A Poem to Spotlight the Issue of Sexual Abuse In honor of National Domestic Violence Month, spoken word artist Dasan Ahanu reads his poem "Can I," which he wrote while conducting sexual-assault awareness and education training with men in Durham, N.C. Ahanu teaches at the Center for Documentary Studies at Duke University.

A Poem to Spotlight the Issue of Sexual Abuse

A Poem to Spotlight the Issue of Sexual Abuse

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In honor of National Domestic Violence Month, spoken word artist Dasan Ahanu reads his poem "Can I," which he wrote while conducting sexual-assault awareness and education training with men in Durham, N.C. Ahanu teaches at the Center for Documentary Studies at Duke University.

FARAI CHIDEYA, host:

This month is National Domestic Violence Month. We're re-airing a poem written and read by spoken word artist Dasan Ahanu. He wrote this while doing sexual assault education with men in Durham, North Carolina.

Mr. DASAN AHANU (Spoken Word Artist): This poem is called Can I.

I want to dry your tears and hold you until comfort sets into your skin like Icy Hot and everyone can smell your new day coming. Because your body needs it, your soul needs it, your spirit needs it and he tried way too hard to take it.

Too many times he blamed you, yelled at you, insulted you. Too many long nights sleeping away the pain and you never expected it to be like this. When you signed your name on the dotted line and contracted a disease you never expected: A disease called HIM.

A power hungry man who never gave a clue, they usually never do. Two sides of doom, one lulls you in so compassionate and caring. The other captures you so intense, it's so angry and it should never be like this.

It pains me to know that one-in-four women live like this, that fatality comes from the hand of a partner more than the hand of a stranger. And you are caught in his web. I wish I could rub my fingers down your cheek and sing you songs of a new day. Like Ask Me by Amy Grant, Better Days by Guy Clark, How Come, How Long by Babyface.

You are Gloria Gaynor and you will survive. And if necessary we can be like Dixie Chicks and tamper with his black-eyed peas and run off together, leaving behind a missing person that no one misses at all.

You are strength. You don't deserve it. Made it through the constant resistance to not losing to a swinging fist. And it should never be like this.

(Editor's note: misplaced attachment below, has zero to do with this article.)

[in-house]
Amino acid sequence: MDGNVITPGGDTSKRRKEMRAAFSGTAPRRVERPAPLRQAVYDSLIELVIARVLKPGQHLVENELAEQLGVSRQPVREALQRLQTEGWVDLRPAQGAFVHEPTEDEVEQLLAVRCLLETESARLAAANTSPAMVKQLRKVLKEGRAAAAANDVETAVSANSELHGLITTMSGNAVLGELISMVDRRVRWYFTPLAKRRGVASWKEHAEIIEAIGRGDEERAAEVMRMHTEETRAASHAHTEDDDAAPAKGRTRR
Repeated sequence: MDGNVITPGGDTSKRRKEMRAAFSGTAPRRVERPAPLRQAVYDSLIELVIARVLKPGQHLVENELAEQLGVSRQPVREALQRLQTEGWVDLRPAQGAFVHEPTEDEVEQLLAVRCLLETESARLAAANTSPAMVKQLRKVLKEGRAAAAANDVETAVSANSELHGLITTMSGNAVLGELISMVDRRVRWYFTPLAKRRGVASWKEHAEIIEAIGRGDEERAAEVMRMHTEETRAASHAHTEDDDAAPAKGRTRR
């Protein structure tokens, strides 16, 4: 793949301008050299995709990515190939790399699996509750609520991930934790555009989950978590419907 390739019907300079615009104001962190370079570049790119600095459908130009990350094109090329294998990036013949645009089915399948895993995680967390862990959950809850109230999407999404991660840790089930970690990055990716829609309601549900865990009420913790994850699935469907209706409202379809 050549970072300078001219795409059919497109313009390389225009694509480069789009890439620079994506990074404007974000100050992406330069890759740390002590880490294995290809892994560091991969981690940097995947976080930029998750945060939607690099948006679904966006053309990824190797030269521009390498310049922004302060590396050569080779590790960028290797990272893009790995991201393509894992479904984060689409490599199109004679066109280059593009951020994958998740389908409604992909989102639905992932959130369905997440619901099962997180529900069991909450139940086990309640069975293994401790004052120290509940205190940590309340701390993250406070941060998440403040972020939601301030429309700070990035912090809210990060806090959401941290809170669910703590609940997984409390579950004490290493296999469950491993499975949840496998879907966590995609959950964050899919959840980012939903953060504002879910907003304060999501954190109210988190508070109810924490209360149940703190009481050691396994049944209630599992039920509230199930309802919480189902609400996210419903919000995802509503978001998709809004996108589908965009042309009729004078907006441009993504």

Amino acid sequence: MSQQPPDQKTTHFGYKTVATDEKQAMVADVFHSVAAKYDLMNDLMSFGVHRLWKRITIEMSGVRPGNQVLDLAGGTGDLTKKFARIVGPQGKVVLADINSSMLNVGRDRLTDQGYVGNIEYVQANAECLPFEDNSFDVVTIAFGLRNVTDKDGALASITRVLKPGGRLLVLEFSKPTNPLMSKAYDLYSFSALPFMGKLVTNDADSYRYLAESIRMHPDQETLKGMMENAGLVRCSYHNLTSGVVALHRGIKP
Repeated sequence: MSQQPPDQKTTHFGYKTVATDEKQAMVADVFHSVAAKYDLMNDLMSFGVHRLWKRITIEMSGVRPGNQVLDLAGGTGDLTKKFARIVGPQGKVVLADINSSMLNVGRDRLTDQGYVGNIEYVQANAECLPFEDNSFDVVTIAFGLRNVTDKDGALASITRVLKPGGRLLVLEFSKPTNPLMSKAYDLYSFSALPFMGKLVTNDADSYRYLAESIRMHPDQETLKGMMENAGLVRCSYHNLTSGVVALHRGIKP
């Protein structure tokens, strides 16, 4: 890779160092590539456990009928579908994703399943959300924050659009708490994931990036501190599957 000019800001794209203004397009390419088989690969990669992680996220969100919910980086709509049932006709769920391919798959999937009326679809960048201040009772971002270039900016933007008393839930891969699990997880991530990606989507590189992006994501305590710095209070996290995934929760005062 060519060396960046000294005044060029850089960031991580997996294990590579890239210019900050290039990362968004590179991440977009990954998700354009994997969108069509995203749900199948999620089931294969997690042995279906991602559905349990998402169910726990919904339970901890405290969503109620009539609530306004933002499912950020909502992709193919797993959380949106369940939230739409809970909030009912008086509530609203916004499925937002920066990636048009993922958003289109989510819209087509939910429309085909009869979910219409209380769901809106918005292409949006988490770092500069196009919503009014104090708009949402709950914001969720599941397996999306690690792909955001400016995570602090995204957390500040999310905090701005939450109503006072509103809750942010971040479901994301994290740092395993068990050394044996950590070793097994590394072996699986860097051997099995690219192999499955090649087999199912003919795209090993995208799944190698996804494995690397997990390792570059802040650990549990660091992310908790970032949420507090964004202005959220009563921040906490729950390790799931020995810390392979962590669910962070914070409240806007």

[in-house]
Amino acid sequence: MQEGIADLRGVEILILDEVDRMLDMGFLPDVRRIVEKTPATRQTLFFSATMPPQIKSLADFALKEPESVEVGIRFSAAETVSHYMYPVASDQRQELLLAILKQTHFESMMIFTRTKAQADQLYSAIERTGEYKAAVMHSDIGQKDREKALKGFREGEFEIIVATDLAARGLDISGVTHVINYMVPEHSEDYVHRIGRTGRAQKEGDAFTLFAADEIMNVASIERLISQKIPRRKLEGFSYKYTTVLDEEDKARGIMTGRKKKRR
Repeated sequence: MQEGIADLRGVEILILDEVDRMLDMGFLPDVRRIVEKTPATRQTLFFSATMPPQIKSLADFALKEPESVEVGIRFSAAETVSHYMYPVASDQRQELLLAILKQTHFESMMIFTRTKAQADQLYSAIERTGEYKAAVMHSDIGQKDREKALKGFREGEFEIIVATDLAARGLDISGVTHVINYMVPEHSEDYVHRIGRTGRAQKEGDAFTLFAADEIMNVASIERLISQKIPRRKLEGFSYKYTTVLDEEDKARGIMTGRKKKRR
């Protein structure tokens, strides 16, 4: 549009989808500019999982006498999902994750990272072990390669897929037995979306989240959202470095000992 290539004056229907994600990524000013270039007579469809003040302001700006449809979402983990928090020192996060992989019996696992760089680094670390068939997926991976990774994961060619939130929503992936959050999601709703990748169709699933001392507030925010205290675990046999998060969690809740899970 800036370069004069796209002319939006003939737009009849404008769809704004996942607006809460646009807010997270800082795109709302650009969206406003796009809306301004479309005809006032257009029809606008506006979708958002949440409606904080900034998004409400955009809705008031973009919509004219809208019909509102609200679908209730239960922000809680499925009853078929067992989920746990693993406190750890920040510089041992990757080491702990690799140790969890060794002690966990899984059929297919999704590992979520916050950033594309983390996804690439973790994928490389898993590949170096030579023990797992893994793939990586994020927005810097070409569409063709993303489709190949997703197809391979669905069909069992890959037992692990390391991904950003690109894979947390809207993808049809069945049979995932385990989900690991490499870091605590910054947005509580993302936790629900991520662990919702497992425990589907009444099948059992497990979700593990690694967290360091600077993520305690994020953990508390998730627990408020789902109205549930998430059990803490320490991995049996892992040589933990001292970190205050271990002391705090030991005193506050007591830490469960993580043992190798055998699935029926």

Your skin is beautiful. Is a leopard horrific because it has spots? I make you laugh because I say your complexion has character. But there is no quick healing factor. And I know that you wish for wolverine's claws so you can tear through his body of evidence that says that he should get it now.

His case stands on bond, but even in marriage no means no. Made it isolation and verbal attack, pinch pennies that he overlooked in his forced incarceration. Times must change and I want to help you plan.

So I wrote the poem Can I because I felt like that as a man I needed to address the violence that women faced. I've been working for about three years in sexual assault and rape awareness prevention trying to, you know, reach out to men and make them responsible for the violence that gets committed.

So the poem itself just kind of speaks from a man's point of view of looking and seeing and recognizing what the violence is. And as the poem goes on, I start to speak about how I'm there as a supporter and a secondary survivor to help her get through her situation, and saying that I'm willing to do whatever I need to do.

So it gives a sense of accountability and a sense of responsibility for stopping the violence.

CHIDEYA: That was poet Dasan Ahanu reading his poem Can I. Dasan co-founded the group, Men Against Rape Culture in Durham, North Carolina. He also teaches at the Center for Documentary Studies at Duke University.

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CHIDEYA: Thanks for sharing your time with us. We'll be back tomorrow. To listen to the show, visit npr.org.

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CHIDEYA: I'm Farai Chideya. This is NEWS & NOTES.

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